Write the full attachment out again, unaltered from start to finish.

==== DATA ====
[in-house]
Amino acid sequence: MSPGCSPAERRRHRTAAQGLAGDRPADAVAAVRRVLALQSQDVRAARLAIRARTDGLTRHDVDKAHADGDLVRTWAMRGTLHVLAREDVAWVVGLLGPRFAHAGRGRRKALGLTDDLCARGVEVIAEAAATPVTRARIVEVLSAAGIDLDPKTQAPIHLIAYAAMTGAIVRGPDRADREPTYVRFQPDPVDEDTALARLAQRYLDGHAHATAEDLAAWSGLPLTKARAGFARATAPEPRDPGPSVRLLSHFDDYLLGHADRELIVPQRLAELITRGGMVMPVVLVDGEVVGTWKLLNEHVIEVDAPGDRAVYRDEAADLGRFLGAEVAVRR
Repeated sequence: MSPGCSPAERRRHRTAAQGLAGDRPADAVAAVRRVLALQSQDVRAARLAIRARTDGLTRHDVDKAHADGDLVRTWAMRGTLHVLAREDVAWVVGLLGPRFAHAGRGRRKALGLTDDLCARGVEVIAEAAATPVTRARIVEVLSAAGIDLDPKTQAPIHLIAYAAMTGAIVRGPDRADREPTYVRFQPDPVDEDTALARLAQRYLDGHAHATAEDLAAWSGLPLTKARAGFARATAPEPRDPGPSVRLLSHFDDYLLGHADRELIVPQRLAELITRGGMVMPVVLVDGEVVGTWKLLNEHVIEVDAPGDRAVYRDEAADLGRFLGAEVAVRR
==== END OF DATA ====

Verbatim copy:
[in-house]
Amino acid sequence: MSPGCSPAERRRHRTAAQGLAGDRPADAVAAVRRVLALQSQDVRAARLAIRARTDGLTRHDVDKAHADGDLVRTWAMRGTLHVLAREDVAWVVGLLGPRFAHAGRGRRKALGLTDDLCARGVEVIAEAAATPVTRARIVEVLSAAGIDLDPKTQAPIHLIAYAAMTGAIVRGPDRADREPTYVRFQPDPVDEDTALARLAQRYLDGHAHATAEDLAAWSGLPLTKARAGFARATAPEPRDPGPSVRLLSHFDDYLLGHADRELIVPQRLAELITRGGMVMPVVLVDGEVVGTWKLLNEHVIEVDAPGDRAVYRDEAADLGRFLGAEVAVRR
Repeated sequence: MSPGCSPAERRRHRTAAQGLAGDRPADAVAAVRRVLALQSQDVRAARLAIRARTDGLTRHDVDKAHADGDLVRTWAMRGTLHVLAREDVAWVVGLLGPRFAHAGRGRRKALGLTDDLCARGVEVIAEAAATPVTRARIVEVLSAAGIDLDPKTQAPIHLIAYAAMTGAIVRGPDRADREPTYVRFQPDPVDEDTALARLAQRYLDGHAHATAEDLAAWSGLPLTKARAGFARATAPEPRDPGPSVRLLSHFDDYLLGHADRELIVPQRLAELITRGGMVMPVVLVDGEVVGTWKLLNEHVIEVDAPGDRAVYRDEAADLGRFLGAEVAVRR